Another survivor, Arthur Siplon, said some years later, “When daylight arrived a terrible sight met our eyes. Many dead bodies were washing about by the sea. A number of men were badly injured with broken arms or legs, or other injuries.”
132 men made it safely to Islay although many were badly injured. The dead from the Oa were stored in the Drill Hall in Port Ellen. A further 50 bodies came ashore in Loch Indaal. Most were taken to Port Charlotte Distillery, some temporarily to Portnahaven Church and a further 2 were found at Bowmore.
The men who survived were taken into the homes of Islay folk. Local school teacher, Jetty Shanks, took seven into her home on Frederick Crescent. Two small hotels filled all their rooms with survivors. In addition many families gave up their best clothing. Many were women with husbands or sons away fighting in the war. A similar story happened at Port Charlotte.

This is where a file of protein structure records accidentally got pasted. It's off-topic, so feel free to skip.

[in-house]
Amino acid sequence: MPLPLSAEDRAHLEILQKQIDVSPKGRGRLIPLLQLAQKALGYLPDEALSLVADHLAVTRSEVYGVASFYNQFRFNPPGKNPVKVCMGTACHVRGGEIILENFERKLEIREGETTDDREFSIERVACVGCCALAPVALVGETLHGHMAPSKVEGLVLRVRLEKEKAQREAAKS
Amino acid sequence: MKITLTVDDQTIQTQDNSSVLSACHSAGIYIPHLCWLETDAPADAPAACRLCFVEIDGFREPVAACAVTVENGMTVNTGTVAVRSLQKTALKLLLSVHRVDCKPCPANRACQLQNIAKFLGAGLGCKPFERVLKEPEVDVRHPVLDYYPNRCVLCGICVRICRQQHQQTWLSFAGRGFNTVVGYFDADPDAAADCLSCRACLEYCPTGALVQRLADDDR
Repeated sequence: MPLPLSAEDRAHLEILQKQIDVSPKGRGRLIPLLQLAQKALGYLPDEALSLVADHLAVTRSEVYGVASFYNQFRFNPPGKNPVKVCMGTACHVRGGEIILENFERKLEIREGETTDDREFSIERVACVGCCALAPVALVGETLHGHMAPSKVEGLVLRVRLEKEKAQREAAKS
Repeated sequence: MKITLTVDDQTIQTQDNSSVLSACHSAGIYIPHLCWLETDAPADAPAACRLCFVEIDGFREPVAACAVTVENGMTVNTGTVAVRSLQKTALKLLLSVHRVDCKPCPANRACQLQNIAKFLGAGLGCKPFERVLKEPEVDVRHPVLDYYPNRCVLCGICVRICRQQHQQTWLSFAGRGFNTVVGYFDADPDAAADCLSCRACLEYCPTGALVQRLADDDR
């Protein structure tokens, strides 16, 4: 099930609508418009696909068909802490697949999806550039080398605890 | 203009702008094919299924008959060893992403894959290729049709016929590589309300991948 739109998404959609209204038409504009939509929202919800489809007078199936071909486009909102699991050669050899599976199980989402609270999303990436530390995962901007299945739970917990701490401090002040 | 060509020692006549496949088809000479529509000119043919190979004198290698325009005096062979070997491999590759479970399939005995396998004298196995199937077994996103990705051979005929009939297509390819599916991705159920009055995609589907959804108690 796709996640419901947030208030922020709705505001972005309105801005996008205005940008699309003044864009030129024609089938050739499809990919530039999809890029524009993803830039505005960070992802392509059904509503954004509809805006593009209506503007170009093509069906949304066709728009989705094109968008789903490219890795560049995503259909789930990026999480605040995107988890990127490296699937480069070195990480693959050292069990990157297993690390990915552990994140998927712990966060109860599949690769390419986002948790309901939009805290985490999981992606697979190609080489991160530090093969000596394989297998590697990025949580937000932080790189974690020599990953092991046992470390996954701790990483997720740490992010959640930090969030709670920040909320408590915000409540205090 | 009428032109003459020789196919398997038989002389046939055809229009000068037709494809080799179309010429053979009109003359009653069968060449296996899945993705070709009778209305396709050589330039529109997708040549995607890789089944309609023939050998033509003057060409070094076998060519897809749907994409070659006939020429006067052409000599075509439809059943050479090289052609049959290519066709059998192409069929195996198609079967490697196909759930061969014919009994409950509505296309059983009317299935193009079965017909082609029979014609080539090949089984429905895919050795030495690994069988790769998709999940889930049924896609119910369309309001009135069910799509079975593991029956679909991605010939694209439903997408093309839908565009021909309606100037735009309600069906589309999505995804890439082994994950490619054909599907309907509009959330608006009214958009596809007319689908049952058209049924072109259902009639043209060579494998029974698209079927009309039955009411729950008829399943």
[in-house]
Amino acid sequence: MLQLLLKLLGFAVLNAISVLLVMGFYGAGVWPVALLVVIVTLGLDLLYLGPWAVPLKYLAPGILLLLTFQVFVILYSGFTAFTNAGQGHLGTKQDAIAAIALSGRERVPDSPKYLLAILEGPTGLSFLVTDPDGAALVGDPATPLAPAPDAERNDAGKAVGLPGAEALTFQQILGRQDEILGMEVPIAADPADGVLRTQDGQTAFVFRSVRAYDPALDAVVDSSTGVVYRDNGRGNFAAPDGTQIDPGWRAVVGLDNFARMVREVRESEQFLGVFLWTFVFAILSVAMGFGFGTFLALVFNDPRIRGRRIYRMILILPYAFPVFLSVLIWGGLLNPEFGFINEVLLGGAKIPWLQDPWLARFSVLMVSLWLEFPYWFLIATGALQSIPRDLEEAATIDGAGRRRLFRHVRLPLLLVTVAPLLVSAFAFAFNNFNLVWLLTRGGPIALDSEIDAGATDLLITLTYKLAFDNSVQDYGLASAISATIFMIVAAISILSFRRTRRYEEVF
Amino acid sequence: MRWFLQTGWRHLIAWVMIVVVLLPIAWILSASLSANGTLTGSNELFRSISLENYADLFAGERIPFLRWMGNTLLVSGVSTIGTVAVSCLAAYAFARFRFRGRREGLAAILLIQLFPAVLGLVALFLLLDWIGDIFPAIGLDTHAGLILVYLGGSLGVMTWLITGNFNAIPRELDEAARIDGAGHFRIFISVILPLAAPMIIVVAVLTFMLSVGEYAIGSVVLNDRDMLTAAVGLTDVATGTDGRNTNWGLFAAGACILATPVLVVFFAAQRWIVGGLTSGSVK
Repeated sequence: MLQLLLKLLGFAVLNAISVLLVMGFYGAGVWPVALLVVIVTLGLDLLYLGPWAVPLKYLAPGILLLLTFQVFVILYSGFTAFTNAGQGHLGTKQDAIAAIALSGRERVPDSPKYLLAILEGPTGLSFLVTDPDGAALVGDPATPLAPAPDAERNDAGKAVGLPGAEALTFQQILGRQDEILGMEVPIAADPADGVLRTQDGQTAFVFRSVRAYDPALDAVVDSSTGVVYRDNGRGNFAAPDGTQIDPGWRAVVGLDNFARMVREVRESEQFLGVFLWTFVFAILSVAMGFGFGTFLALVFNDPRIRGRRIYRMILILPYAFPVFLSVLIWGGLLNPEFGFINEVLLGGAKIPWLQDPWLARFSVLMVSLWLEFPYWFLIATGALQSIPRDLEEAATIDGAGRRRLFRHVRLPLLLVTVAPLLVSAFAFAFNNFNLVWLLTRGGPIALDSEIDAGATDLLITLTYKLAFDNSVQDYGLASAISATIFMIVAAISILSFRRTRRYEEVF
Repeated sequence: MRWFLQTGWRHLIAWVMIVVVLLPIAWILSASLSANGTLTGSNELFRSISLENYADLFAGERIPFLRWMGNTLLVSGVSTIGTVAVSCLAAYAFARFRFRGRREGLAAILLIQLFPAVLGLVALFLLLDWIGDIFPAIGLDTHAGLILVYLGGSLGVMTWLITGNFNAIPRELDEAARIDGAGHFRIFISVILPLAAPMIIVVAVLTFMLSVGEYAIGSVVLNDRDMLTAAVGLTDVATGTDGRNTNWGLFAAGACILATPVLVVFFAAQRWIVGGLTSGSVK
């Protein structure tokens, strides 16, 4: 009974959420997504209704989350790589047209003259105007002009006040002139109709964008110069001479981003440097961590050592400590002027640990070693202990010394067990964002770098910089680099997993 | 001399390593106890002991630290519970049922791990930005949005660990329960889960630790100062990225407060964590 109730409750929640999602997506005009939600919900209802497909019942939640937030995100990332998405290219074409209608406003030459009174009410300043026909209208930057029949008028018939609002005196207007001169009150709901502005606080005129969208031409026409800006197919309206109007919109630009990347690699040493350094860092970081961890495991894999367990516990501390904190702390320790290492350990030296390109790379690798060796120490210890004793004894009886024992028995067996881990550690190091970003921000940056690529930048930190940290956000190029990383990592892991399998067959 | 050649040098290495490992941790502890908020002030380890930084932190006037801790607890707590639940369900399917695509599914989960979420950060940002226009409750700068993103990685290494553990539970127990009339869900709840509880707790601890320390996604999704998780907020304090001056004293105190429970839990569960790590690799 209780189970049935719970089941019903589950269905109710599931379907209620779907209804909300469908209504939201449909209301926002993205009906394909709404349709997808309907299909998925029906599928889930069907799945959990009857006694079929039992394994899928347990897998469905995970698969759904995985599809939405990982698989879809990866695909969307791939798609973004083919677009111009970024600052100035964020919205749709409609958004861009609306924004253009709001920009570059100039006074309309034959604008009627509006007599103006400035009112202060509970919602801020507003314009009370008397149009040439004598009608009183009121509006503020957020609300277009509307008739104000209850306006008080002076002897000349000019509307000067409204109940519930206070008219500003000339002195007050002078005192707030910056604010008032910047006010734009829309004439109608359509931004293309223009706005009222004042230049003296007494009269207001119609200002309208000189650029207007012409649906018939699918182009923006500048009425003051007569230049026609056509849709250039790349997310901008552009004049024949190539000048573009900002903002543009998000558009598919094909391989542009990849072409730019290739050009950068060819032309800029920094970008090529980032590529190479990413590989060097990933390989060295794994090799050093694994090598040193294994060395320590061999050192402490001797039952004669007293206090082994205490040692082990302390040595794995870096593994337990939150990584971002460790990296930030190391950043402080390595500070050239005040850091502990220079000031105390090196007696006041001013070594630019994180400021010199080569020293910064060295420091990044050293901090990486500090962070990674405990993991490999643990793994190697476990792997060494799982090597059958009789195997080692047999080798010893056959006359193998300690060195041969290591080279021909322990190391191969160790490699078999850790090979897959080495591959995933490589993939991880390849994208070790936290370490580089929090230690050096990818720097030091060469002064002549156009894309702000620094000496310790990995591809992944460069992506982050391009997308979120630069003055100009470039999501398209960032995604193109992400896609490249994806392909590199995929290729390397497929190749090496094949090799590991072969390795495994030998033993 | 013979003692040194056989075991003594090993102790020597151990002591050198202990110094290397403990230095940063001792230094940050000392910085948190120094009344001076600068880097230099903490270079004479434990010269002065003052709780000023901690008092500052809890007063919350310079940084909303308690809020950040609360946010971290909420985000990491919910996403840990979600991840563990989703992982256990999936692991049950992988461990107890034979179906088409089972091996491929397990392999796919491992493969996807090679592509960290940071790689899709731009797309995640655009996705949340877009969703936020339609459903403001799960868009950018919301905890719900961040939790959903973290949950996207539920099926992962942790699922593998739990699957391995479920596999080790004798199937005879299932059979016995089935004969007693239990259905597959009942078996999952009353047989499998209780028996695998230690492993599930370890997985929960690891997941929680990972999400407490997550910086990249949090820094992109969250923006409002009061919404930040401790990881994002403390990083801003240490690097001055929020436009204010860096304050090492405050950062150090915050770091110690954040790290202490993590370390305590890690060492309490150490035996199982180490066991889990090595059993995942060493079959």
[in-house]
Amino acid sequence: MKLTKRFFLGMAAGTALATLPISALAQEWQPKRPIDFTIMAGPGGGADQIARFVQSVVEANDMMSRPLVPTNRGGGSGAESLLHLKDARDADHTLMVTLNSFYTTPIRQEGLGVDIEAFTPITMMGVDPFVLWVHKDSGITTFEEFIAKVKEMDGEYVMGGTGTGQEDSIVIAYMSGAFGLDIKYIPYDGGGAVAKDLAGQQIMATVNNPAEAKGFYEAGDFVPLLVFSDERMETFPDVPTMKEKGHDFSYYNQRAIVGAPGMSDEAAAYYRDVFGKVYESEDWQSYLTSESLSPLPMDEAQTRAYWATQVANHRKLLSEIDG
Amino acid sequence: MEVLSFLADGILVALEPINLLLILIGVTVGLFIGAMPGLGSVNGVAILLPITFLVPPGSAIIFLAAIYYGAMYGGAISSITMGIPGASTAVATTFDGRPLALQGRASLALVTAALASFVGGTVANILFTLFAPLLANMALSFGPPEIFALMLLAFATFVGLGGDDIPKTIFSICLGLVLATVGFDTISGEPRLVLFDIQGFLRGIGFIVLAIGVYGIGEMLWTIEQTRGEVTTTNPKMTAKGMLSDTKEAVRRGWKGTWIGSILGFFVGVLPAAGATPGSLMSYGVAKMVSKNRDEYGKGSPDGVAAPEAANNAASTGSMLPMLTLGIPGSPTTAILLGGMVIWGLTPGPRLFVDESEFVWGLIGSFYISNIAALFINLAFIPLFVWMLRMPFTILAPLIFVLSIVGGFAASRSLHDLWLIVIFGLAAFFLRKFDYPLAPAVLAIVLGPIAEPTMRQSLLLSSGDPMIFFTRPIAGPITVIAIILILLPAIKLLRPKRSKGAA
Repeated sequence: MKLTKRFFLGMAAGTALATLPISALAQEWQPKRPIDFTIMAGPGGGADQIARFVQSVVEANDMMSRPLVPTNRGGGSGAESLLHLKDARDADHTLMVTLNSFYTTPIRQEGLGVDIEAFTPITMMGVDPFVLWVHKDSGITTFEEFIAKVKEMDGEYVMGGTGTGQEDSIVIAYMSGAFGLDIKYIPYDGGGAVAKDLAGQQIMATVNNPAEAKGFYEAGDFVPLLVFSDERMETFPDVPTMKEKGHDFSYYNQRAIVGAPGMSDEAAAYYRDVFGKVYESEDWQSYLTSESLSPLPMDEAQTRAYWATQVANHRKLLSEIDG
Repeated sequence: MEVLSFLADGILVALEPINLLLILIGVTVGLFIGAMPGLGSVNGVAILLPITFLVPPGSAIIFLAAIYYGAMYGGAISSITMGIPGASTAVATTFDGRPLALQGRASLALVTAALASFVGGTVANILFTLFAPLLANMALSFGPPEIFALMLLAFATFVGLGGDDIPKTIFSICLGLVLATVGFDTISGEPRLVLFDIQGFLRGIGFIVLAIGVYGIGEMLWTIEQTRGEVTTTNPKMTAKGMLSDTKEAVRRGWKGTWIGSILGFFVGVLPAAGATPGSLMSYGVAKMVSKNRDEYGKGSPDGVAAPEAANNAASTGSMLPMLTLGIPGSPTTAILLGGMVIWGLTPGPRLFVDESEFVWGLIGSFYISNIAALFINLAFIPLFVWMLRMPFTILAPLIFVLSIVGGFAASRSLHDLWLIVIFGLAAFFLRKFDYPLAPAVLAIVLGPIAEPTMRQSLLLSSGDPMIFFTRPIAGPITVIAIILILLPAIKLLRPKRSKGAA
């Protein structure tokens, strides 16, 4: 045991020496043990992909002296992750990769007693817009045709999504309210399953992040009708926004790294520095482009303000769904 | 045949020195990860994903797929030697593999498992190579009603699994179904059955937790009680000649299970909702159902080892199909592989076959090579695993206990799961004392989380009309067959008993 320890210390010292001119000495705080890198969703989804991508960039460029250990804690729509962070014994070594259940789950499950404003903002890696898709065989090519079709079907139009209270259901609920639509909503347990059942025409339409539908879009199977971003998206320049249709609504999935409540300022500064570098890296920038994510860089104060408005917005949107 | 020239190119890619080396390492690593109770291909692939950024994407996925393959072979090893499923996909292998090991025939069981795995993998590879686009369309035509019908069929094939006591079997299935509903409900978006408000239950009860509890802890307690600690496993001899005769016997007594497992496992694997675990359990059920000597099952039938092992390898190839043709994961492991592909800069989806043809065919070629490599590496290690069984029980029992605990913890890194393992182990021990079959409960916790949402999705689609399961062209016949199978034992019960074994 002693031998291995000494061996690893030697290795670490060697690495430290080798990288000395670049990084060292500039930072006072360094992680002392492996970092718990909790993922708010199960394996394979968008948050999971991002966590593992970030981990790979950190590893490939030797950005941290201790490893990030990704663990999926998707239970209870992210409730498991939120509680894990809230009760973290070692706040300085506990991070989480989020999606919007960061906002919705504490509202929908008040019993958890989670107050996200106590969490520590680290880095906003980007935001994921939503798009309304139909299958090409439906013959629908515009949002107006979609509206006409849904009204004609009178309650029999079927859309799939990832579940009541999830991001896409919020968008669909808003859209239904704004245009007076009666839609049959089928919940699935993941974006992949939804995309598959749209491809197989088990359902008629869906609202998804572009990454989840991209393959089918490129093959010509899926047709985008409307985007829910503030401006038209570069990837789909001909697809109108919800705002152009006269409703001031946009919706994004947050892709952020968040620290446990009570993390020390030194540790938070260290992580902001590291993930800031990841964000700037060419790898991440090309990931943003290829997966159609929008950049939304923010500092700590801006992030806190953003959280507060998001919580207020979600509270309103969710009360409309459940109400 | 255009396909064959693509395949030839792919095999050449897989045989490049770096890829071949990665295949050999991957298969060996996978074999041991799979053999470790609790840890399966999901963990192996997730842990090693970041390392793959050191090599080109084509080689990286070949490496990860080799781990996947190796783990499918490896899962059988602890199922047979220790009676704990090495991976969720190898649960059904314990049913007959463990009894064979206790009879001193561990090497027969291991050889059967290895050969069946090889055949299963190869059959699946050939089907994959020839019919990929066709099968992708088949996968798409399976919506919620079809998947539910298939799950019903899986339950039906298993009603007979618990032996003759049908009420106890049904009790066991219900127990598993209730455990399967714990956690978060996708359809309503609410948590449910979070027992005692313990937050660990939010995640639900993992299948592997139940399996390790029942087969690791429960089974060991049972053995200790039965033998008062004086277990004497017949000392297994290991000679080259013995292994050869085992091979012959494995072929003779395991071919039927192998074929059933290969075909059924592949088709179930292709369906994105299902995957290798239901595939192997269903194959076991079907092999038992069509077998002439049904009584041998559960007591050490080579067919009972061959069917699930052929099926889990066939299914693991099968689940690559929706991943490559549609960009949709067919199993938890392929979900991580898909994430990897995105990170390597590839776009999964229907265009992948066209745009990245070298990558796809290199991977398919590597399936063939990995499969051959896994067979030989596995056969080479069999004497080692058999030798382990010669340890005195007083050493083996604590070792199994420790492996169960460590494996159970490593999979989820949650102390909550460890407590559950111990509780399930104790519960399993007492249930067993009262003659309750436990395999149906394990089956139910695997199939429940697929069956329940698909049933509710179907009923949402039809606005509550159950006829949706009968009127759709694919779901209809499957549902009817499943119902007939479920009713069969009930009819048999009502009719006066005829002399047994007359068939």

The funerals began on the 8th February. The first interment took place at Port-nan- Gallan, Killeyan, adjoining the Mull of Oa. 28 men were buried in this remote spot in land donated by Captain Ramsay. 18 more bodies were buried in this spot on the 11th. Thereafter, Kilnaughton was used to bury the dead.
Port Charlotte held a funeral on the Saturday following the sinking. Over 400 people from Islay attended despite very heavy rain. Survivors attended also with American soldiers acting as pall-bearers The procession went through the village from the distillery to what is now Port Mor.